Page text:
The first stop on David McCraw’s stroll down memory lane: the late, great Record Service on Green Street.
“If you happened to be a kid from a small town, Record Service was everything you were not,” says the Monticello native and 1976 UI journalism grad, now the senior vice president and deputy general counsel at The New York Times Co.
“To climb to the store’s upstairs space in Collegetown was to enter a veritable den of cool — the kind of cool you had zero shot of attaining. Which was pretty much the reason for going.
“There was nothing about the place that didn’t say cool — the music that was playing, all those tables filled with records, customers drifting by in bell bottoms and peasant blouses. The place even had a cool smell.
“Mainly, though, it was the guys who worked there. They met the world with a pitch-perfect indifference, knowing smiles and ironic commentary. Their hair was flat-out intimidating. You would go from table to table, flipping through the albums and reading the liner notes, carried along by some vague hope that whatever you were buying for four dollars and change would earn a half-nod of approval from the guy at the register.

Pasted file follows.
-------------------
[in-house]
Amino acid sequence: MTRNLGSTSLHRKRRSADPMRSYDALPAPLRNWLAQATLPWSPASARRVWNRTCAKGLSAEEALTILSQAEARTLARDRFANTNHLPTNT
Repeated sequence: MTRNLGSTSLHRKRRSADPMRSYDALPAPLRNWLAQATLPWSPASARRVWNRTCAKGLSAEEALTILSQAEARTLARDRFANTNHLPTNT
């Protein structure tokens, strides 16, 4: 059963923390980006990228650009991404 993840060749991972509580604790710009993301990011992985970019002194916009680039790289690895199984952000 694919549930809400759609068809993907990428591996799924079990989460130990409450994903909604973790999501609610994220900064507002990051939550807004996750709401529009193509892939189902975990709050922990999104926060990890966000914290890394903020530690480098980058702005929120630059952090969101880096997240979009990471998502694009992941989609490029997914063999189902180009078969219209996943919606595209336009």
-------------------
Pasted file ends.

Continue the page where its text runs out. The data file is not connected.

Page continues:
“It left me with an astonishing collection of unlistenable music: Nicky Hopkins, the Mark-Almond Band, Joe Byrd & the Field Hippies, Uriah Heep. Of course, good was never the point. Cool was. And for a few minutes each week, you got to stand close to it at Record Service.
“There was nothing better than that when you were 19 and unshakably unhip and still believed that music could change the world and maybe even you.”